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Calls for electronic monitoring to be a condition of bail for repeat offenders

‘The ability for criminals to access rural Ireland via the improved motorway network has had a real impact on rural crime.’

File Photo: A small electronic monitoring device used in the UK judicial system
File Photo: A small electronic monitoring device used in the UK judicial system
Image: PA Archive via Press Association Images

ELECTRONIC MONITORING SHOULD be a condition of bail for repeat offenders according to Fianna Fáil, who are calling for a number of measures to crack down on rural crime.

In 2016, 13% of all crimes were committed by people who were out on bail, an increase of 2% on the previous year.

Fianna Fáil Justice spokesman Jim O’Callaghan says the ability for criminals to access rural Ireland via the improved motorway network has had a real impact on rural crime.

The party is also calling for the re-opening of garda stations and rolling out of garda controlled CCTV.

O’Callaghan said, “There have been reports of particularly distressing crimes over recent months including violent armed robbery carried out on vulnerable older people living in the midlands and in areas that happen to be without a nearby 24 hour garda presence.”

The justice spokesperson was quick to criticise the closure of rural garda stations in 2013 and said mechanisms such as garda controlled CCTV and GPS tracking was important for rural Ireland.


As of 2016, there were 91 public CCTV schemes in place, nationally, comprising of 36 garda schemes and 55 community schemes.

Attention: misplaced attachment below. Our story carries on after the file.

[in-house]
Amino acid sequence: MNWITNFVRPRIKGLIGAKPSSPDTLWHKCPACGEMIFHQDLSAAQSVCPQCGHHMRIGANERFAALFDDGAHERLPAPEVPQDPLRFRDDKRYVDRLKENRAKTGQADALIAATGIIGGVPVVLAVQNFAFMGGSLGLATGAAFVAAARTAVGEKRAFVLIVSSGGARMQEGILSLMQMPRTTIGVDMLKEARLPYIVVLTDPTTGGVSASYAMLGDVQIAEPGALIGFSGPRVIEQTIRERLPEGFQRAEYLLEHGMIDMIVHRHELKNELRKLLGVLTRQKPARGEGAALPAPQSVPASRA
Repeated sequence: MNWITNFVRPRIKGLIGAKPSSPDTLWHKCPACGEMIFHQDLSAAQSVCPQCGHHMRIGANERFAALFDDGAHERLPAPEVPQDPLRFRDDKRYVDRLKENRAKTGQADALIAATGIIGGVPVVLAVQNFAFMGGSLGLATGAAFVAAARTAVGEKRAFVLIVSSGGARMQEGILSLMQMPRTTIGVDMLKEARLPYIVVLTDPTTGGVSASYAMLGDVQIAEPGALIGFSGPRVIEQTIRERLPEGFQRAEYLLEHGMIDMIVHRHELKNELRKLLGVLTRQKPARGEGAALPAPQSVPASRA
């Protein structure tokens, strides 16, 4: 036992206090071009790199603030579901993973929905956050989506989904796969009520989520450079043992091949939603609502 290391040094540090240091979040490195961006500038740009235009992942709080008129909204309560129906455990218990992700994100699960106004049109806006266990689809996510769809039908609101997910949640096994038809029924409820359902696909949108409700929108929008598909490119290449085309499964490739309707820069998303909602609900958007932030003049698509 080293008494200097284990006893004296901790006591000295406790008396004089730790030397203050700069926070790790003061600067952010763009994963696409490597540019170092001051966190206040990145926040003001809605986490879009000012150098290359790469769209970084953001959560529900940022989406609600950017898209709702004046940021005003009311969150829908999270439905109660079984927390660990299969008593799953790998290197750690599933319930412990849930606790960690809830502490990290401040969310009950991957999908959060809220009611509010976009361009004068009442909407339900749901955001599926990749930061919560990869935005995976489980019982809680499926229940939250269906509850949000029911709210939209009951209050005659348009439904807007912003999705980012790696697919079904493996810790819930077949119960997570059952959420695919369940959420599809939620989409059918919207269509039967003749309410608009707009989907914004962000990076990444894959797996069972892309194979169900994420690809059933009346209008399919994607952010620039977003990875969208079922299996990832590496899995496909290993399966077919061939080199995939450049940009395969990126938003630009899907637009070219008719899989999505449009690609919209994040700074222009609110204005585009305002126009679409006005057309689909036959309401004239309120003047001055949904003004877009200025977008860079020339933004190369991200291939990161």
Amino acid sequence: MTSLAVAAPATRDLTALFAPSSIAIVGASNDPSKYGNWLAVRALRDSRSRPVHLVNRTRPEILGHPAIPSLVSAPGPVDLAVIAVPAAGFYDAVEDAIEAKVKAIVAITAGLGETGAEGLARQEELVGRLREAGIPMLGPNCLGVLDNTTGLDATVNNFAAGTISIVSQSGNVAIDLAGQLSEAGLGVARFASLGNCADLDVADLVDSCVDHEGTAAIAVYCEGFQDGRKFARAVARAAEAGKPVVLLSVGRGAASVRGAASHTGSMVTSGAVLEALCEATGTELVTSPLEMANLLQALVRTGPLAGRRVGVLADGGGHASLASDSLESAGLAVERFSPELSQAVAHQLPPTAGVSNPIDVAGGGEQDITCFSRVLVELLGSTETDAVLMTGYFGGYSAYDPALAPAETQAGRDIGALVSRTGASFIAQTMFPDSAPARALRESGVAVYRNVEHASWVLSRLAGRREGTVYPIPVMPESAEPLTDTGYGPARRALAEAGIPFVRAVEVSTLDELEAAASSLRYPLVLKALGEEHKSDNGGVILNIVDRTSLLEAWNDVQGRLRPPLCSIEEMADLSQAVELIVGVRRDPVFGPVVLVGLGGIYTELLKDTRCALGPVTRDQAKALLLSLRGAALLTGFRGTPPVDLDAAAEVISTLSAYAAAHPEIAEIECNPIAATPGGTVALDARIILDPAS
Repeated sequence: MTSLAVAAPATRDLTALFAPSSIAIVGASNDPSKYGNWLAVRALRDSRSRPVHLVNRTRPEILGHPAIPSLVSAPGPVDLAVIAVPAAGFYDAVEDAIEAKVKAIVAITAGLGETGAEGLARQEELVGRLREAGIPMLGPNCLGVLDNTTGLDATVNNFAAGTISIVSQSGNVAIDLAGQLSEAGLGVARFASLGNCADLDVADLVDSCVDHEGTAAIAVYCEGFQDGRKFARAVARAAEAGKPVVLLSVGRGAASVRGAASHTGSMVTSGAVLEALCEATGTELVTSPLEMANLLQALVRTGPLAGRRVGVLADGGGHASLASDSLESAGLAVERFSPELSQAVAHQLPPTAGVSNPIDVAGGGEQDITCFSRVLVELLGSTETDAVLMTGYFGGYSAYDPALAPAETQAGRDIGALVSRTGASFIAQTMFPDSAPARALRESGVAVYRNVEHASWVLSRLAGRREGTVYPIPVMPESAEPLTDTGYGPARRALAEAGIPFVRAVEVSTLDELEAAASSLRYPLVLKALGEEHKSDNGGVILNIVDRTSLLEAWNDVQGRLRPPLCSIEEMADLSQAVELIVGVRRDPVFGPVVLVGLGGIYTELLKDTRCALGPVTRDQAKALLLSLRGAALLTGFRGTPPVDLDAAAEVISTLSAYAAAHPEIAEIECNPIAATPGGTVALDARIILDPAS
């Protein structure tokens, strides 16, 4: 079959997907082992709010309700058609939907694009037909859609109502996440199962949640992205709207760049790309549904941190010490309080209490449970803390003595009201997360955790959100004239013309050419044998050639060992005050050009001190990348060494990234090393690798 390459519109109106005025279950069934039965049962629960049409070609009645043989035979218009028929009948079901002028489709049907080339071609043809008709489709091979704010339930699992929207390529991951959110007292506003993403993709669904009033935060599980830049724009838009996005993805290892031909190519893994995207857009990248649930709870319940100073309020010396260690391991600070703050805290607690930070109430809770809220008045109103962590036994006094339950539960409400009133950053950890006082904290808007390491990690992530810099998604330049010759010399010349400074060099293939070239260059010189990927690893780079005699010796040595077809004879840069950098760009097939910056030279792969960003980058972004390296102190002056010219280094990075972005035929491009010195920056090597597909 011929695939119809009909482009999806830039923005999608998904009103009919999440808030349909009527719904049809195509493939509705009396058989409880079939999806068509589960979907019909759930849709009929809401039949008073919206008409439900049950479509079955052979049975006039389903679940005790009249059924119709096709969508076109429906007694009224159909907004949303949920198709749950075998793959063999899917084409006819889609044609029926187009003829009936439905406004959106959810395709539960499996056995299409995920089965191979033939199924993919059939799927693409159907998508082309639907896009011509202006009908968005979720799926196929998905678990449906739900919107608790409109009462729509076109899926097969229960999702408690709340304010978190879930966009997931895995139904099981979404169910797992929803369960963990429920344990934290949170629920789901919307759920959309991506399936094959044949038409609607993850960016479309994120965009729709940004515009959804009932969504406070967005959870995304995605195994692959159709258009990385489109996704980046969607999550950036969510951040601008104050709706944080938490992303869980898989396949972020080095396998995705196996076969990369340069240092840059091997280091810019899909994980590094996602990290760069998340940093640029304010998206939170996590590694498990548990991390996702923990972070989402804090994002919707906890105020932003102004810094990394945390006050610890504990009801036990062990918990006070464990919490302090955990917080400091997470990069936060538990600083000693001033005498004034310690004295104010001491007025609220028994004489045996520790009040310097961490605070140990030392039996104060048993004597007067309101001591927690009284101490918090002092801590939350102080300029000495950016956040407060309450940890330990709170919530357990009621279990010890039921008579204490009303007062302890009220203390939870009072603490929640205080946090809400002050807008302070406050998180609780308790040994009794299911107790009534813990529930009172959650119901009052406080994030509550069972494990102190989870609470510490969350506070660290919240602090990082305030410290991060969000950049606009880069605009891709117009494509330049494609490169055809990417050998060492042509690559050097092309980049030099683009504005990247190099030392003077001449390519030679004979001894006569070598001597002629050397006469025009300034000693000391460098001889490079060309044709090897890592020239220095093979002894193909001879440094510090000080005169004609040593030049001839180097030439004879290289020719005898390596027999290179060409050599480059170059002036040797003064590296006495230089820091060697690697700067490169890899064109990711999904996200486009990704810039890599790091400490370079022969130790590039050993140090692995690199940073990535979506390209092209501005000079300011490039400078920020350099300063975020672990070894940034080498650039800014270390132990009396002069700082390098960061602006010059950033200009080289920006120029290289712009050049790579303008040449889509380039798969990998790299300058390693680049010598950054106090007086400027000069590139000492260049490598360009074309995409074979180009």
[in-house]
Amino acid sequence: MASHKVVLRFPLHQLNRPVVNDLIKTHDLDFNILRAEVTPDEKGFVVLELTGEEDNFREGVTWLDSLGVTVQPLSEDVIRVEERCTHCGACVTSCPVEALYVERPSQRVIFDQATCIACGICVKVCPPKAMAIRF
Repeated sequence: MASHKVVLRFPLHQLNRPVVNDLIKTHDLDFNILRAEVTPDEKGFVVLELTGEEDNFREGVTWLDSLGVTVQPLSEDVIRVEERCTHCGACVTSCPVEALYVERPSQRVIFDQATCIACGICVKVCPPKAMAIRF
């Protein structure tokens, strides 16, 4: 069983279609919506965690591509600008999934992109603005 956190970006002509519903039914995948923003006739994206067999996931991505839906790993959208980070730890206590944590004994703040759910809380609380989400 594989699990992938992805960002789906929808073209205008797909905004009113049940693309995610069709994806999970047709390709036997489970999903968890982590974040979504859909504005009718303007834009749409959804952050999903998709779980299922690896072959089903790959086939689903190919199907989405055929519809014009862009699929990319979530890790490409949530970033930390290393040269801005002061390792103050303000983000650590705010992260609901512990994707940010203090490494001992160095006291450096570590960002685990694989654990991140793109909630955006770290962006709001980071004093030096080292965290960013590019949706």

A garda representative said cameras will reduce the “incidences of crime, anti-social behaviour, public disorder, vandalism and the general fear of crime”.

However, the Data Commissioner is set to examine the status of community CCTV schemes, as well as automatic number plate recognition systems.

The government pledged €1 million earlier this year to help communities install CCTV in at risk areas in a bid to stamp out crime and help policing.

But up until last month, just five applications were received and no applications were approved by the Department of Justice as they were deemed incomplete.

Fianna Fáil TD for Cavan-Monaghan Brendan Smith said he believed groups are simply not aware of the programme.

Living in Fear 

A National Agricultural Crime Survey from the Irish Cattle and Sheep Farmers Association (ICSA) found 45% of all agricultural crime incidents experienced by respondents were not reported to gardaí.

565 of the survey’s 861 respondents experienced 1,512 incidents of agricultural crime between 1 January 2014 and 31 May 2016.

ICSA rural development chairman Seamus Sherlock said: “Nobody should have to live in a state of constant fear and anxiety as a result of feeling under siege due to lack of garda resources.

The ordinary decent people of rural Ireland are outraged that criminals seem to be acting with impunity.

Fianna Fail Justice Spokesperson Jim O’Callaghan told TheJournal.ie that he regularly hears about rural crime that it’s causing a huge amount of fear.

We need to respond to that, we can’t just ignore it and say crime figures on balance aren’t that high.

When asked if he thinks the figures are lower than expected because people aren’t actually reporting it, O’Callaghan said, “I think that’s probably correct.

“If you look at CEO reported crime statistic you’ll notice that there’s a sort of an odd drop in respect of burglary and aggravated burglary – I don’t know what’s the explanation for that.

The gardaí may say it’s because of the success of operation Thor, my understanding from talking to constituencies colleagues is that many crimes committed in local and rural communities aren’t being reported to the gardaí.

“I don’t think the figures can be relied upon as an accurate representation of the level of crime in rural communities.”

Read: ’Nobody should live in fear due to lack of garda resources’: 45% of all agricultural crime not reported to gardaí>

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